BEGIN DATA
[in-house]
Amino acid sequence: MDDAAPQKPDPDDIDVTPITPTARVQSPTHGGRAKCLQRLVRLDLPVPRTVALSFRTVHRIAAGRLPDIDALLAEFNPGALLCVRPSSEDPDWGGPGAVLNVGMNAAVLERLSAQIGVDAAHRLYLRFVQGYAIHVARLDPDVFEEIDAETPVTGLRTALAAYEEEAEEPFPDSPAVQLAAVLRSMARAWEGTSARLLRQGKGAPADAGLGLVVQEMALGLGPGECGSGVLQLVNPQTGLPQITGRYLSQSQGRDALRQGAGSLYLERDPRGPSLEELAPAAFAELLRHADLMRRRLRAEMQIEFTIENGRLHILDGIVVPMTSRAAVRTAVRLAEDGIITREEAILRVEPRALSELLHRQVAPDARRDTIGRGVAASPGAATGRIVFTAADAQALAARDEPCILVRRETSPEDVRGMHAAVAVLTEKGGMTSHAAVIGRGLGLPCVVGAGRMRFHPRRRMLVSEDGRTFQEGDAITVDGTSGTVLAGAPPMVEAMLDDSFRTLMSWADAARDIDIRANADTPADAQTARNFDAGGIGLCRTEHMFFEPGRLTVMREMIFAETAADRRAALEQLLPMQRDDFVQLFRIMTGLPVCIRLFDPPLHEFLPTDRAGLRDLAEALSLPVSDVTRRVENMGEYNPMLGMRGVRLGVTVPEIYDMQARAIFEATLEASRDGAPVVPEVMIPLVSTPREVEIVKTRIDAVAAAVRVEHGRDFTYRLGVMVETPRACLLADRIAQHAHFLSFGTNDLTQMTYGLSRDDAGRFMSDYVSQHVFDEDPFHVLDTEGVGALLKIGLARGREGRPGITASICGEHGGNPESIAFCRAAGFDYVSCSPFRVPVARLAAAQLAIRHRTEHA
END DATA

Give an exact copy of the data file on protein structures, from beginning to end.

[in-house]
Amino acid sequence: MDDAAPQKPDPDDIDVTPITPTARVQSPTHGGRAKCLQRLVRLDLPVPRTVALSFRTVHRIAAGRLPDIDALLAEFNPGALLCVRPSSEDPDWGGPGAVLNVGMNAAVLERLSAQIGVDAAHRLYLRFVQGYAIHVARLDPDVFEEIDAETPVTGLRTALAAYEEEAEEPFPDSPAVQLAAVLRSMARAWEGTSARLLRQGKGAPADAGLGLVVQEMALGLGPGECGSGVLQLVNPQTGLPQITGRYLSQSQGRDALRQGAGSLYLERDPRGPSLEELAPAAFAELLRHADLMRRRLRAEMQIEFTIENGRLHILDGIVVPMTSRAAVRTAVRLAEDGIITREEAILRVEPRALSELLHRQVAPDARRDTIGRGVAASPGAATGRIVFTAADAQALAARDEPCILVRRETSPEDVRGMHAAVAVLTEKGGMTSHAAVIGRGLGLPCVVGAGRMRFHPRRRMLVSEDGRTFQEGDAITVDGTSGTVLAGAPPMVEAMLDDSFRTLMSWADAARDIDIRANADTPADAQTARNFDAGGIGLCRTEHMFFEPGRLTVMREMIFAETAADRRAALEQLLPMQRDDFVQLFRIMTGLPVCIRLFDPPLHEFLPTDRAGLRDLAEALSLPVSDVTRRVENMGEYNPMLGMRGVRLGVTVPEIYDMQARAIFEATLEASRDGAPVVPEVMIPLVSTPREVEIVKTRIDAVAAAVRVEHGRDFTYRLGVMVETPRACLLADRIAQHAHFLSFGTNDLTQMTYGLSRDDAGRFMSDYVSQHVFDEDPFHVLDTEGVGALLKIGLARGREGRPGITASICGEHGGNPESIAFCRAAGFDYVSCSPFRVPVARLAAAQLAIRHRTEHA